Here at the Fair Housing Defense Blog, your humble editor gets the most reader comments concerning two issues:  service animals and smoking.  If I publish a post dealing with either of these topics, it is likely someone is going to comment (nicely) or disagree (less nicely) with me.  Which is fine.  That readers actually pay attention to a blog discussing fair housing issues from management’s side is great.

Over the last couple of months, I published two posts on smoking and dealing with smoking-related accommodation requests.  I knew it was coming:  one reader thought my options were “terrible” and another wrote if anyone would follow it, he or she “would get sued.”  I sure hope not.  So, again risking your wrath, let’s try to review some issues:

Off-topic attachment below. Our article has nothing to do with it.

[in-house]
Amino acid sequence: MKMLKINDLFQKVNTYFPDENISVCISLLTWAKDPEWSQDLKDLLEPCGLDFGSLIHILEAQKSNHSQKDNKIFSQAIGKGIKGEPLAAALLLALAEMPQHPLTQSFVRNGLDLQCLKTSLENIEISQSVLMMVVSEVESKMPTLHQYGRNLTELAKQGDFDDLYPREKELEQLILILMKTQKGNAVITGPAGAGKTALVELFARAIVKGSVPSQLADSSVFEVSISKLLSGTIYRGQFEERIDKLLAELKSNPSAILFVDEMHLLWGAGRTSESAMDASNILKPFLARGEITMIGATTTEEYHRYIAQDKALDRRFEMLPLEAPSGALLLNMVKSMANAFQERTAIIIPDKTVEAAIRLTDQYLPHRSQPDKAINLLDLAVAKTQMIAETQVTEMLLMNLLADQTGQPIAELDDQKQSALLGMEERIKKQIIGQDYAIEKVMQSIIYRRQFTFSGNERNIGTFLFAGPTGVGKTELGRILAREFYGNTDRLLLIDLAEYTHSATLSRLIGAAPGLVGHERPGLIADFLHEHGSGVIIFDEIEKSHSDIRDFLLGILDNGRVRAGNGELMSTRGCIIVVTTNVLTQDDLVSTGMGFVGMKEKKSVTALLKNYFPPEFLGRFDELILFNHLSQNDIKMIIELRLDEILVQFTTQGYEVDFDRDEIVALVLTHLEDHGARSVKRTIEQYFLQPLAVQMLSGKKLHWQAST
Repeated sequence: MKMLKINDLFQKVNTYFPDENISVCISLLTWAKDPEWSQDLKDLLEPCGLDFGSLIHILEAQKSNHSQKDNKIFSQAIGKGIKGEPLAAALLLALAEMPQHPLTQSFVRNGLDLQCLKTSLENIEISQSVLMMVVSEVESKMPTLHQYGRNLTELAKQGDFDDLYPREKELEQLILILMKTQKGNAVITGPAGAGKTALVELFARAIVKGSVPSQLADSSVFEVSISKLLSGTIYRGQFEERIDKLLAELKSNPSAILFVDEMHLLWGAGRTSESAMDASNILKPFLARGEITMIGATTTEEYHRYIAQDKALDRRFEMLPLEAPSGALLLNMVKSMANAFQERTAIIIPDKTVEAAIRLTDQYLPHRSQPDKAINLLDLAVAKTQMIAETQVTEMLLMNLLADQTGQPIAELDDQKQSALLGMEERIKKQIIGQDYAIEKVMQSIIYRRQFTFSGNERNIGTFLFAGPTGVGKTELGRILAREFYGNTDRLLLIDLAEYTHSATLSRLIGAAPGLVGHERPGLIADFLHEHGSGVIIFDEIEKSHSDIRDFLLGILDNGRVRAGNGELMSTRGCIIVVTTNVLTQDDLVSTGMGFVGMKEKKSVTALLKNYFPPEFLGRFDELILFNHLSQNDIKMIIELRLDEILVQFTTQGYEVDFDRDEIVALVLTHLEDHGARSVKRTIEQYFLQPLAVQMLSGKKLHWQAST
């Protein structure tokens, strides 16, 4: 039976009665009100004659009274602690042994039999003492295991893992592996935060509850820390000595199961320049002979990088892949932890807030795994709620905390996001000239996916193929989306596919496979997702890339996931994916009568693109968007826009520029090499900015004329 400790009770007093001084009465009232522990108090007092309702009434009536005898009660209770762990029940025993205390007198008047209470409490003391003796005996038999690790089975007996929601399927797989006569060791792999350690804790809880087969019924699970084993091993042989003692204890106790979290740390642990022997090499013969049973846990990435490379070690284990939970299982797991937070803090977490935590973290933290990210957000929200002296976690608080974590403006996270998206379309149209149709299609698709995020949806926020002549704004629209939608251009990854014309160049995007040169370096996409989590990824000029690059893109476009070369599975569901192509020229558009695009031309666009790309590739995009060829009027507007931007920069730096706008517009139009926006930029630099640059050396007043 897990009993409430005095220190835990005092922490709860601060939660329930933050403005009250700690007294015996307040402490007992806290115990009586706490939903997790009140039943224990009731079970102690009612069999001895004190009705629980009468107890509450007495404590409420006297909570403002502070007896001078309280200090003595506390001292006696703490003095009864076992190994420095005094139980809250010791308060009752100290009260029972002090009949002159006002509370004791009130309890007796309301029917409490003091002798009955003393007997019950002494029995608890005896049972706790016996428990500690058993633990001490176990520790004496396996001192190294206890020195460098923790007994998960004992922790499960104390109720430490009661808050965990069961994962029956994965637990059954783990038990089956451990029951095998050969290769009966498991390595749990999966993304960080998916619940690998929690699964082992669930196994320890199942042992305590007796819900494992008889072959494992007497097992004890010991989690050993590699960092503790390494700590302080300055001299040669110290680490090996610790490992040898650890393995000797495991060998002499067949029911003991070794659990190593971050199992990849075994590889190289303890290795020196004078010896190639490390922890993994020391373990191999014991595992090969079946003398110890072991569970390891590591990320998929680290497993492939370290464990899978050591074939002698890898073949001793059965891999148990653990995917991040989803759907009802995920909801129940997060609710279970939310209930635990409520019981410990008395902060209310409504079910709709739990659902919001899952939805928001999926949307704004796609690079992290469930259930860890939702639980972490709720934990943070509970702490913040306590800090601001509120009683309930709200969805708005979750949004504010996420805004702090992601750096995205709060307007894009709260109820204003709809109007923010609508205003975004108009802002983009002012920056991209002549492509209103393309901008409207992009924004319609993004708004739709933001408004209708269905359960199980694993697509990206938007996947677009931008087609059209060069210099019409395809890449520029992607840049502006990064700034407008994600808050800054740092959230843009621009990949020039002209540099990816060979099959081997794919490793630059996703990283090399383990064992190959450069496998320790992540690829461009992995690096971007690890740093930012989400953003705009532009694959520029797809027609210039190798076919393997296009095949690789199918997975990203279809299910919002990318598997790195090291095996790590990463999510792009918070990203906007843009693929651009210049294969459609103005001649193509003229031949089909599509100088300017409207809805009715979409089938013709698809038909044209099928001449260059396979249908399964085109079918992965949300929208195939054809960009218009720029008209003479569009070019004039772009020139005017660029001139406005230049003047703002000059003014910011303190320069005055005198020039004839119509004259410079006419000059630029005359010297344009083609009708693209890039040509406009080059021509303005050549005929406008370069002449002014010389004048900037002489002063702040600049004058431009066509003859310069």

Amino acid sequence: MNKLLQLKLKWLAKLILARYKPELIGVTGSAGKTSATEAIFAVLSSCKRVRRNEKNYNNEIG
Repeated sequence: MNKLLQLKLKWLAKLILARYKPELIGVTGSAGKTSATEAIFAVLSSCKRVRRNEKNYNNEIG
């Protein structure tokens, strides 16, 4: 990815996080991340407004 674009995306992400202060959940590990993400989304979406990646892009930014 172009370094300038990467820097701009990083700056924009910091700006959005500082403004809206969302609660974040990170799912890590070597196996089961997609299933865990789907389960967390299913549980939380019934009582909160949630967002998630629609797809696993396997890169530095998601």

*its negative health impact notwithstanding, smoking remains legal;

*smokers are not (and smoking is not) a protected class under the Fair Housing Act (FHA);

*more apartment communities are going “smoke free” and requiring new residents to sign leases which prohibit smoking, even in individual apartment homes;

*similarly, some communities are requiring residents renewing their leases to sign a “smoke free” addendum;

*other communities continue to permit smoking in apartment units, but prohibit it in common areas;

*if a non-smoker makes a medically verified reasonable accommodation request related to second hand smoke or allergies, management must work with the resident to find a solution;

*there are a number of (non-exclusive) potential solutions that management can (and should) offer as part of engaging in the interactive process;

*if, for whatever reason, solutions which involve the resident staying at the community will not work, another option is to permit the resident to terminate his or her lease early, without paying any early termination fees.

I hope this clears it up and makes sense.  You can always talk with a lawyer like me to review a specific factual circumstance.

Just A Thought.